Why Do Narcissists Lose Popularity Over Time?

by Scott Barry Kaufman, November 29, 2015 in Blog

Narcissism has been something of a mystery to psychologists. With narcissists, things tend to be extreme: the good is really good, and the bad is really bad. Narcissism expert W. Keith Campbell compares interacting with narcissists to eating chococate cake: “When I eat chococlate cake, 20 minutes later I’m under my desk wanting to die. When I eat broccoli, in 20 minutes I feel good. […]

Creative People Are…

by Scott Barry Kaufman, in Blog

Creative individuals are remarkable for their ability to adapt to almost any situation and to make do with whatever is at hand to reach their goals. If I had to express in one word what makes their personalities different from others, it’s complexity. They show tendencies of thought and action that in most people are segregated. […]

Ungifted: Intelligence Redefined Is Out in Paperback!

by Scott Barry Kaufman, March 24, 2015 in Blog

  Here’s to the kids who are different, The kids who don’t always get A’s The kids who have ears twice the size of their peers, And noses that go on for days . . . Here’s to the kids who are different, The kids they call crazy or dumb, The kids who don’t fit, […]

The Great Secret

by Scott Barry Kaufman, February 28, 2015 in Blog

My entire childhood I felt as though everyone other than me– parents, teachers, other students– were all in on some great secret. Once I grew older, and started challenging assumptions about myself and the world, I started to realize that it was *I*, who in fact, was in on the great secret. The great secret […]

The Tears of a Clown: Understanding Comedy Writers

by Scott Barry Kaufman, August 12, 2014 in Blog

What are comedy writers like? Stylistically, professional humorists and other funny individuals span a variety of flavors of humor. There is some evidence that they are more creative and verbally intelligent and adept at self-monitoring. Those who tell jokes for money tend to have had to overcome adversities in life and seem to use humor […]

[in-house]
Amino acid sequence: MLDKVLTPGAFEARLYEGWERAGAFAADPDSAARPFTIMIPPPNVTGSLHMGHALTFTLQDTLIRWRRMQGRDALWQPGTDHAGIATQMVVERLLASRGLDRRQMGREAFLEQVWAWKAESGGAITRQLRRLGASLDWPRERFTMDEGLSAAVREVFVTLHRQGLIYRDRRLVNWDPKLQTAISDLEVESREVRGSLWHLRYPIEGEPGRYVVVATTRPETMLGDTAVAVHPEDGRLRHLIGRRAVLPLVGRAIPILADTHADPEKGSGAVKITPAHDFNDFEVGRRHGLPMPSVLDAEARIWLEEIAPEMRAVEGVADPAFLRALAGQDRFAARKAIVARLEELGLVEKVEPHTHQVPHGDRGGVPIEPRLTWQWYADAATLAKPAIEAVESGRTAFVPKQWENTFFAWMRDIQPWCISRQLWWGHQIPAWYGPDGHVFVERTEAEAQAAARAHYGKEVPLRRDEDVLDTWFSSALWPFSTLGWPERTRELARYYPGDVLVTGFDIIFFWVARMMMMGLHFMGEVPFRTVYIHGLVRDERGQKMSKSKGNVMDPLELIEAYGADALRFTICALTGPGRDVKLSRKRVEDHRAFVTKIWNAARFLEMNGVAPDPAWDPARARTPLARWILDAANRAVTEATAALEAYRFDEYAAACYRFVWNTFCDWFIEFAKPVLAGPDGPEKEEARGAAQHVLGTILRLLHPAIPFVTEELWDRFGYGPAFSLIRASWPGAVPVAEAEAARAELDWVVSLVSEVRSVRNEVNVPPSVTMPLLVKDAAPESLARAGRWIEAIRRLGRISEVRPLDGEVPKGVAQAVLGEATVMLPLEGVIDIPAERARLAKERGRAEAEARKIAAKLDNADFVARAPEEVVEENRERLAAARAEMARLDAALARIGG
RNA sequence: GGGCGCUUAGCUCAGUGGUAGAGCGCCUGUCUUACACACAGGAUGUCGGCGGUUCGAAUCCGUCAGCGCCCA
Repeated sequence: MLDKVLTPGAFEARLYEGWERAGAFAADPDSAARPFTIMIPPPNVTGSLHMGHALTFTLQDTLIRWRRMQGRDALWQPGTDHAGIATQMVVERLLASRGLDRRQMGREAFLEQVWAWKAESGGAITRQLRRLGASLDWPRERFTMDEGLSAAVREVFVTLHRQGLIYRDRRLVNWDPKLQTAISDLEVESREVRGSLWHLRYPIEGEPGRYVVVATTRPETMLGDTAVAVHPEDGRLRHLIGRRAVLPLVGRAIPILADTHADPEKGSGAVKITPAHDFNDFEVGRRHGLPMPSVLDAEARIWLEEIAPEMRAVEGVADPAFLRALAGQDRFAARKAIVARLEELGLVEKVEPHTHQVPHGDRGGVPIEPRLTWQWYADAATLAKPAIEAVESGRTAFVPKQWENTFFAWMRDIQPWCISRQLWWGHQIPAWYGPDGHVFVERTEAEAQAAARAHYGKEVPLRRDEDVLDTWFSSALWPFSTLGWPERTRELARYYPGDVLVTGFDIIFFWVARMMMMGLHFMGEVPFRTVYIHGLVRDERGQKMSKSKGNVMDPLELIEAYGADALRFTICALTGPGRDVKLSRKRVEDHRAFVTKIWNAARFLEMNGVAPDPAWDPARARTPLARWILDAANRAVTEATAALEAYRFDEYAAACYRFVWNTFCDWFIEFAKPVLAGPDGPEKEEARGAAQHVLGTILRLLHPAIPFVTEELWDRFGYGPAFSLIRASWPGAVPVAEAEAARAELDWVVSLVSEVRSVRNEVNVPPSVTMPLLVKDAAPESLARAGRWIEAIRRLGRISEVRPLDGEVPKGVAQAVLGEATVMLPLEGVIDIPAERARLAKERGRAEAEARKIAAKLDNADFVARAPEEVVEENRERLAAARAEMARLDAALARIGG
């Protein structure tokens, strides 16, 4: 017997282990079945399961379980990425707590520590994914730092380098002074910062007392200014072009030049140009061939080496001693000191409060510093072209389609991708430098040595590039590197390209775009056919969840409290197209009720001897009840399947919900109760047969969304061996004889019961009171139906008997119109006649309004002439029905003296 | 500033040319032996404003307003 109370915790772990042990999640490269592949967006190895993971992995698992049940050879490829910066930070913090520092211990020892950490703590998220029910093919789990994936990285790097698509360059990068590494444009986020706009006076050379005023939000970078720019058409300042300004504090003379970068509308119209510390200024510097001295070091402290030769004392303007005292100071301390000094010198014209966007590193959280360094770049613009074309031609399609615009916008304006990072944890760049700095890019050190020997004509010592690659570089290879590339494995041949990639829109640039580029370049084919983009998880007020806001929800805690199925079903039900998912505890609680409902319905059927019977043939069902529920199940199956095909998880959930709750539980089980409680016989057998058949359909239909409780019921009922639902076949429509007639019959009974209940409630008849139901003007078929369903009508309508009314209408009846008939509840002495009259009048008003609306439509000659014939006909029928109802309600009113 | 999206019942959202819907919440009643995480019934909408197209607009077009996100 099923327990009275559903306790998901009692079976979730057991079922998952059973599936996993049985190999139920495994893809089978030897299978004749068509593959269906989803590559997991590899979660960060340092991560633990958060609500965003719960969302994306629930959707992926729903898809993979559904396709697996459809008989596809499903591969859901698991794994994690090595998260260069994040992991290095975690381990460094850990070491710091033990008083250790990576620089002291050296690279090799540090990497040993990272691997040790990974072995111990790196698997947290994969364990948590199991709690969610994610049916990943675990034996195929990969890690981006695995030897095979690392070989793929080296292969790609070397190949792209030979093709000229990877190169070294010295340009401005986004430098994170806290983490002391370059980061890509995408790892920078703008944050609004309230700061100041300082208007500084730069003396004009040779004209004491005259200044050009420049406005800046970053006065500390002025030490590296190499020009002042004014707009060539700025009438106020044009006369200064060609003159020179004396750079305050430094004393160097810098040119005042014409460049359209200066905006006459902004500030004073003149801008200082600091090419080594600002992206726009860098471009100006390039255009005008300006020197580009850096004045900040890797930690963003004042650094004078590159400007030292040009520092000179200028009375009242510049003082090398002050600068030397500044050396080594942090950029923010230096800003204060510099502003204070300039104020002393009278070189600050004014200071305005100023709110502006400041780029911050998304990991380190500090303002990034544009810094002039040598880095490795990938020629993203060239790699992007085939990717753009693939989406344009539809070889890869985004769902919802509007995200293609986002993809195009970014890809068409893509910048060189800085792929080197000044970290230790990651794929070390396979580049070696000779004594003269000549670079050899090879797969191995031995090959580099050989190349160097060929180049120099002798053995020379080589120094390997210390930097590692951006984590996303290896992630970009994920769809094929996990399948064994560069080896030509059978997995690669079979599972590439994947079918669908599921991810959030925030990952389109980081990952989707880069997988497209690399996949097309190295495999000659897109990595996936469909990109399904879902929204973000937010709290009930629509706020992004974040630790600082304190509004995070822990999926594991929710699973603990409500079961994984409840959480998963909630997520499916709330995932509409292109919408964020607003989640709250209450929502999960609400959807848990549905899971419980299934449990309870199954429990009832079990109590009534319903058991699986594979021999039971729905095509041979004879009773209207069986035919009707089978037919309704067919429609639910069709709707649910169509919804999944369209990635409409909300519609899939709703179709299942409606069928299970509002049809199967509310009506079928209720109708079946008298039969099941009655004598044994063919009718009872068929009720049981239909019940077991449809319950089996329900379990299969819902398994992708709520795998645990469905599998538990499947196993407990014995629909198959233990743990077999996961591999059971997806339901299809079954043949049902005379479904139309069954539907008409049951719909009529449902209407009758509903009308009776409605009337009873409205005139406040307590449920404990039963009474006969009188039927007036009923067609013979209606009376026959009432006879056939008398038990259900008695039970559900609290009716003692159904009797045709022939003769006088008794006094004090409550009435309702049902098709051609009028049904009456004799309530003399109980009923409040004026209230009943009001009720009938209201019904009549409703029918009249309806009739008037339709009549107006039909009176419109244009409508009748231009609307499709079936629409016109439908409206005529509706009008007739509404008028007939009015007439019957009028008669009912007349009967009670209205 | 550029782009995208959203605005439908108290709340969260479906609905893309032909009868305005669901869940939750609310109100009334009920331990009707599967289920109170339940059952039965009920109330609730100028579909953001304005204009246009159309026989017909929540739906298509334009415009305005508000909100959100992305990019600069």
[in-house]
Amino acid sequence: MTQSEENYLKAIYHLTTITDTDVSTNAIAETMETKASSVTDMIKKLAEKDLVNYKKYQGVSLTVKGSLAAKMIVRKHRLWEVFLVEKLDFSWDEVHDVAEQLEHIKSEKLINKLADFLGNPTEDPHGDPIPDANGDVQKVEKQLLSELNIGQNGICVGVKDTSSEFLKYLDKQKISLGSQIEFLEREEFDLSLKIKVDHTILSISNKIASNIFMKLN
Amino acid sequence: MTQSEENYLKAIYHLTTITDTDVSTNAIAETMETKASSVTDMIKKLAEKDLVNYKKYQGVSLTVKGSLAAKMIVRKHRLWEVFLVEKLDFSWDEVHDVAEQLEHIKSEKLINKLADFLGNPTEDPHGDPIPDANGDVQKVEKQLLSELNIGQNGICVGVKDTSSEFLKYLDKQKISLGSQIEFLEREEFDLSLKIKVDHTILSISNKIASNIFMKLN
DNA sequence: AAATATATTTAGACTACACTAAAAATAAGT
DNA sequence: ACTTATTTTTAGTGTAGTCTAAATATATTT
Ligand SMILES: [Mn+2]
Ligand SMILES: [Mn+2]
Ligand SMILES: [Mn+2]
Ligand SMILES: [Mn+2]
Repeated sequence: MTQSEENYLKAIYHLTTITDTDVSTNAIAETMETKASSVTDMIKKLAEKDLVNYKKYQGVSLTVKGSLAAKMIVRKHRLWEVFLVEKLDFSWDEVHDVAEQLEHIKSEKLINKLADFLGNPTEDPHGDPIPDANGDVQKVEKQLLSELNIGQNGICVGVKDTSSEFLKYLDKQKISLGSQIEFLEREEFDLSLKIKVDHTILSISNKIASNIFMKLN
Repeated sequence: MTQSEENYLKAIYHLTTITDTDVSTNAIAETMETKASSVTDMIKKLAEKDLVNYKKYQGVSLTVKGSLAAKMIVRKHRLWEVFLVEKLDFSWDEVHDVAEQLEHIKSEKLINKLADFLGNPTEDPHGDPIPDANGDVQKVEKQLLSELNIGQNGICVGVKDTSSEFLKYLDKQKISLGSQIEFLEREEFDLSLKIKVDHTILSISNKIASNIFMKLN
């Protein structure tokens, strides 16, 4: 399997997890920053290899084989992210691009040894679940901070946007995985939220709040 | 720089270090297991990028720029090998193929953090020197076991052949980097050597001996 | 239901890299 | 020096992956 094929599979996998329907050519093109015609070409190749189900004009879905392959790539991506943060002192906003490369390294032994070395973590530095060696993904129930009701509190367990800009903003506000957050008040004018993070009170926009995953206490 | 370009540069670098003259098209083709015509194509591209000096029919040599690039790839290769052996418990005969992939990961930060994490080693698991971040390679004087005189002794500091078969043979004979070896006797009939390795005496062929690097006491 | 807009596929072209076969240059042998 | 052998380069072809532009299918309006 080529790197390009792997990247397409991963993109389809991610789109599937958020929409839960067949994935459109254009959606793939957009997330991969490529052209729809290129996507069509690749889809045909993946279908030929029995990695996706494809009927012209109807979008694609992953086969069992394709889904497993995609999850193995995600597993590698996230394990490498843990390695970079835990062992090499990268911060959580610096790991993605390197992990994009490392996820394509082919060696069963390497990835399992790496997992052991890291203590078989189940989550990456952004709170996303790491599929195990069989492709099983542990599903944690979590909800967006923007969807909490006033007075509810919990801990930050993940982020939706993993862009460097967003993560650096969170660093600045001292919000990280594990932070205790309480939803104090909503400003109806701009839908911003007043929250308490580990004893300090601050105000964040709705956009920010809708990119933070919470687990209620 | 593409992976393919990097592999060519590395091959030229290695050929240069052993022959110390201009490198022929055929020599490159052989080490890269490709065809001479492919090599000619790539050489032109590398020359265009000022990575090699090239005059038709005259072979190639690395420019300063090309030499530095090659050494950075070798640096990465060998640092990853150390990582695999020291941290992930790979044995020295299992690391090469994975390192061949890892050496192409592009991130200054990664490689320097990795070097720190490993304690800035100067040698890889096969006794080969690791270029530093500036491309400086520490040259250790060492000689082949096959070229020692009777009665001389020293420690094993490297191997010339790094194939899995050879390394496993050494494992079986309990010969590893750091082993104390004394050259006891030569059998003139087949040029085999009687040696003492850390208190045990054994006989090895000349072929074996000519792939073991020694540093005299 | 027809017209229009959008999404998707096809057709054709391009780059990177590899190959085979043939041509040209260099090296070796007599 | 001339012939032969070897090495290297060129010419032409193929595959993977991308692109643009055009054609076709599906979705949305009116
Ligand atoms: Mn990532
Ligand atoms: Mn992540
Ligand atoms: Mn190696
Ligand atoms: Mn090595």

Robin Williams’ Comedic Genius Was Not a Result of Mental Illness, But His Suicide Was

by Scott Barry Kaufman, in Blog

Of course, the media is writing a lot today about the link between mental illness and creativity in light of Robin Williams’ suicide. Here’s the thing: Williams’ comedic genius was a result of many factors, including his compassion, playfulness, divergent thinking, imagination, intelligence, affective repertoire, and unique life experiences. In contrast, his suicide was strongly […]

Letter from a “Gifted” Kid

by Scott Barry Kaufman, July 14, 2014 in Blog

Last year I gave a talk in Vancouver on testing, intelligence, and potential. Most of the audience consisted of parents and educators. But it’s not their questions that stuck most in my mind. I was especially struck by the points made by a young kid. I told him if he wanted to write something to […]

Once Again: Black Women are NOT (Rated) Less Attractive

by Scott Barry Kaufman, September 2, 2013 in Blog

I’m frustrated by Satoshi Kanazawa. Again. It was bad enough that Guardian journalist Sadhbh Walshe recently gave Kanazawa’s pseudoscience the light of day: http://www.theguardian.com/commentisfree/2013/aug/07/smart-women-not-having-kids. But no, she thought it would all be OK with this caveat: “Kanazawa’s judgement has been called into question in the past, regarding a study in which he found that black women are less […]

The Need to Believe in the Ability of Disability

by Scott Barry Kaufman, January 30, 2012 in Blog

[This article was co-authored with Kevin McGrew]

Our society has clear expectations regarding students who don’t fit the norm. In a 2004 national survey reported in Education Week, 84% of 800 surveyed special and general education teachers did not believe that students in special education should be expected to meet the same set of academic standards articulated for students without disabilities. These beliefs are important, as they guide policies that either encourage or hinder students with disabilities from receiving the same opportunities to flourish as everyone else. Read More

Must One Risk Madness to Achieve Genius?

by Scott Barry Kaufman, January 8, 2012 in Blog

“There is only one difference between a madman and me. I am not mad.” — Salvador Dali Must one risk getting lost in the sea of madness in order to reach the lone island of genius? While not necessarily mad, creative minds are often chaotic, untethered and unhinged. These thought processes enable a creative person […]

SBK Events View All

Sep 27, 2018 Ogden, Utah Families Alive Conference - Weber State University